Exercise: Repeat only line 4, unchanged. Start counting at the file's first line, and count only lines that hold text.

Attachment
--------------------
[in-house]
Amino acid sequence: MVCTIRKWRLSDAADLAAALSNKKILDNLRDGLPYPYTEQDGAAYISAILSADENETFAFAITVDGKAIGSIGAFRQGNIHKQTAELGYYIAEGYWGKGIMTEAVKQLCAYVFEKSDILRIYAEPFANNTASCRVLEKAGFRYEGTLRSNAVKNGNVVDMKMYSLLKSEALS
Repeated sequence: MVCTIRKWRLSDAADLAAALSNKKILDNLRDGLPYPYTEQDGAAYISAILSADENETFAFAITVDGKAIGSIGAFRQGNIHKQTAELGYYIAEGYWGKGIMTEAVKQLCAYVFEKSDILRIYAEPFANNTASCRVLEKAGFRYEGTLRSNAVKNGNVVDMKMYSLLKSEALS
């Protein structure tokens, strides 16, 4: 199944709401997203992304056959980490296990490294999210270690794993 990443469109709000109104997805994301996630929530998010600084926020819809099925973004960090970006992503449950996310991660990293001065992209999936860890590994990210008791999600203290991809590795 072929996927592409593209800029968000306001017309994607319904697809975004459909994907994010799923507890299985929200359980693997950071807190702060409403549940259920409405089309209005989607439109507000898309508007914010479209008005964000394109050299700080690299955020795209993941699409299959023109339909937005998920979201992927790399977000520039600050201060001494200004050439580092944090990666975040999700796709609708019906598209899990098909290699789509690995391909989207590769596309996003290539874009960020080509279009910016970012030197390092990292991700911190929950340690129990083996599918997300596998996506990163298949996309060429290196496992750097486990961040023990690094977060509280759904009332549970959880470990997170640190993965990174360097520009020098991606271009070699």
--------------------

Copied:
């Protein structure tokens, strides 16, 4: 199944709401997203992304056959980490296990490294999210270690794993 990443469109709000109104997805994301996630929530998010600084926020819809099925973004960090970006992503449950996310991660990293001065992209999936860890590994990210008791999600203290991809590795 072929996927592409593209800029968000306001017309994607319904697809975004459909994907994010799923507890299985929200359980693997950071807190702060409403549940259920409405089309209005989607439109507000898309508007914010479209008005964000394109050299700080690299955020795209993941699409299959023109339909937005998920979201992927790399977000520039600050201060001494200004050439580092944090990666975040999700796709609708019906598209899990098909290699789509690995391909989207590769596309996003290539874009960020080509279009910016970012030197390092990292991700911190929950340690129990083996599918997300596998996506990163298949996309060429290196496992750097486990961040023990690094977060509280759904009332549970959880470990997170640190993965990174360097520009020098991606271009070699």